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ScottyMacEsq
ScottyMacEsq, Lawyer
Category: Criminal Law
Satisfied Customers: 16840
Experience:  Licensed Texas General Practice Attorney
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I was arrested for thieft and charged with 2 felony charges,

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I was arrested for thieft and charged with 2 felony charges, but the charges did not match the crime.. in order for the fellony charges to have been charged, the amount taken would have had to have been 2000.00 or more... well the amount was much less than that.. anyway as a result of the 2 charges, i was not able to make the bail of 20,000.. so i sat in jail for 2 weeks.. this resulted in me lossing my job and not being able to find a good job after getting out of jail due to the fellony charges... the charges have since been plebargianed down to a mistermeaner.. I am wondering if I would have a case to try and sue the police officer that brought up the charges and the state for following up on the charges? (the fellony charges)

ScottyMacEsq :

Thank you for using JustAnswer. I am researching your issue and will respond shortly.

ScottyMacEsq :

I'm sorry to hear that. First of all, you need to know a concept known as "sovereign immunity". It's a fairly complex legal doctrine, but in short, the doctrine holds that "the state can do no wrong". Basically, since the government makes the laws AND enforces the laws, it can say that the laws don't apply to them. There are only two ways to sue the government, successfully: (1) where the government specifically waives sovereign immunity, and (2) where the government infringes upon a civil rights (life, liberty, or property, without due process of law).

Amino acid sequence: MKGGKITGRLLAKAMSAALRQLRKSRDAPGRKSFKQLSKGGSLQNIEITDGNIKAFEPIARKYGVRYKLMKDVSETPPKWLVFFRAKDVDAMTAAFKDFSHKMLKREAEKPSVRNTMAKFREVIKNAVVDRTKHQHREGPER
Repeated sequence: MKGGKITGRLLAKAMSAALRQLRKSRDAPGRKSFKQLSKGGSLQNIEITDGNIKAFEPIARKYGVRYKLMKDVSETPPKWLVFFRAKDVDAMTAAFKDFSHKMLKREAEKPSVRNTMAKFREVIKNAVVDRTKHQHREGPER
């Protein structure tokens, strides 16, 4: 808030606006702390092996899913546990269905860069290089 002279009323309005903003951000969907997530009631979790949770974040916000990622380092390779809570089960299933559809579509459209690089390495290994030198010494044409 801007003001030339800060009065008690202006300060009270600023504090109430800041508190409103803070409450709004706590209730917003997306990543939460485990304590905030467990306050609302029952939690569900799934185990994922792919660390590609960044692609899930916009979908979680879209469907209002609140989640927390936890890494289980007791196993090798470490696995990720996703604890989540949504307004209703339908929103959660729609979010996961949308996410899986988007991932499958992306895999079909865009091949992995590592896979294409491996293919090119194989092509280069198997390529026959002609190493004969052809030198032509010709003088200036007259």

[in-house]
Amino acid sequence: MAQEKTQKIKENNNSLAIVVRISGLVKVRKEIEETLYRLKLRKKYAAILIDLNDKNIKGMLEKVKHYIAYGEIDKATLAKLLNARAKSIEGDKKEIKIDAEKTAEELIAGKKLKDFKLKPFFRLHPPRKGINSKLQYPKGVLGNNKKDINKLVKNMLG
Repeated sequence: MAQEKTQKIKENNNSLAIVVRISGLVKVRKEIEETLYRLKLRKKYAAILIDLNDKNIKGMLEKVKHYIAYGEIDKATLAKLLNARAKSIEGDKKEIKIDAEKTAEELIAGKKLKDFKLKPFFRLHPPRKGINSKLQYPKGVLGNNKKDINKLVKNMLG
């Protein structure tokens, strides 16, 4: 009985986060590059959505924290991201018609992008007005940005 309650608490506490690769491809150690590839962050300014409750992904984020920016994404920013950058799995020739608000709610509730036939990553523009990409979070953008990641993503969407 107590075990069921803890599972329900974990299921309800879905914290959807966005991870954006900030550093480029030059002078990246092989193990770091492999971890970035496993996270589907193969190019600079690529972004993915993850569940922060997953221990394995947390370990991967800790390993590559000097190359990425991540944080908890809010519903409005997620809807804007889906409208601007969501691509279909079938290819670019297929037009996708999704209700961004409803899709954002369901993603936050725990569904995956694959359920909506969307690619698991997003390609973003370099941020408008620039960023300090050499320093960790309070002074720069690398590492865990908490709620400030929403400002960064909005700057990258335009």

ScottyMacEsq :

Basically, since the government gets to make the laws, they get to decide when you can and when you can't sue.

ScottyMacEsq :

And so basically they have to say that you can sue for you to be able to sue.

ScottyMacEsq :

For something to be a deprivation of your civil liberties, it would have to be without probable cause. Basically it would have to be malicious behavior (such as false imprisonment, etc...) for you to be able to be successful.

ScottyMacEsq :

I'm not saying that this is not present in your current case, but it would be very difficult to prove.

ScottyMacEsq :

If they were merely negligent in the charging of this crime as a felony, rather than a misdemeanor, that would not be a civil rights violation. It would have to be intentional or willful knowing conduct, and be proven to be so, in order to keep you in jail.

ScottyMacEsq :

Again, I'm not saying that it was not (I have no knowledge of your case other than what you tell me) but even if it were the case that it was intentional, you would need to prove that with actual evidence (testimony, emails, communications, etc...) and without any evidence showing this intentional behavior, I'm sorry to say that you would not have a case.

ScottyMacEsq :

I know this is probably not what you wanted to hear, but it is the law. I hope that clears things up anyway. If you have any other questions, please let me know. If not, and you have not yet, please rate my answer. Please note that I don't get any credit for my answer unless and until you rate it a 3, 4, 5 (good or better). Thank you, XXXXX XXXXX luck to you!

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